Toyia Washington-Kendrick feels a keen sense of urgency for positive change in the city and specifically in District A. Washington-Kendrick wants to give a “voice to the voiceless” in District A., says, citing her motivation for seeking public office.
The Army veteran says being a mother, wife and educator have prepared her to represent District A constituents on the City Council.
“Being a mother gives me the caring heart, keen instinct, and ability to always be solution oriented, being an educator gives me the compassion, empathy and intellectual ability to get the job done, being a wife gives me the collaborative skills needed to work with others, even in difficult times and being an Army veteran gives me the commitment, dedication, and leadership ability to never quit and always give my all.”
Washington-Kendrick’s views economic development, public safety, infrastructure, and education as immediate challenges confronting the City of New Orleans and District A.
If elected, Washington-Kendrick will go through the city’s budget line by line, to make sure funds are being maximized and allocated fairly.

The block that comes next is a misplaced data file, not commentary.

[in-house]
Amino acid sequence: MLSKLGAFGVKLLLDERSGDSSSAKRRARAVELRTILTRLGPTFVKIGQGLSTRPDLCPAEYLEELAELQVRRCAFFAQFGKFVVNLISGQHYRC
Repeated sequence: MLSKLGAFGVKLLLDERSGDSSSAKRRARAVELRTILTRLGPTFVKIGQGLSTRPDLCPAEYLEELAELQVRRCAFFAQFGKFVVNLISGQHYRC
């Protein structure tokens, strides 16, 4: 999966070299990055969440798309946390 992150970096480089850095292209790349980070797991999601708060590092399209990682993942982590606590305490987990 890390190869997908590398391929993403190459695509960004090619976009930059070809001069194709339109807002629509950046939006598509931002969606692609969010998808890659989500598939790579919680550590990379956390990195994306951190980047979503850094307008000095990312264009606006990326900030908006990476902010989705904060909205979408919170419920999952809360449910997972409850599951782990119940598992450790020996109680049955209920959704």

Washington-Kendrick’s public safety plan includes making sure street lights are working so that neighborhoods are adequately lit. She would demand that NOPD decrease response time for crimes, implement a community policing program, and give take-home vehicles to police officers, who live within the city limits.
“I think safety is a big part of our quality of life. I would love to revamp and restructure NOLA for Life: Let’s add a job-readiness program that partners with DBEs and other businesses…to deter crime. And free skills-based training will give our community an edge,” she adds.
To address infrastructure needs, Washington-Kendrick would monitor S&WB to ensure all pumps are online and working with qualified staff.
“I would also request three additional trucks to clean storm drains and three additional trucks to fill potholes.”
Washington-Kendrick says streamlining the city’s DBE process will greatly benefit aspiring African-American-owned small businesses. “I would like to incorporate a very basic but useful protocol and process to give them a fighting chance with unmatched exposure and knowledge for sustainability.”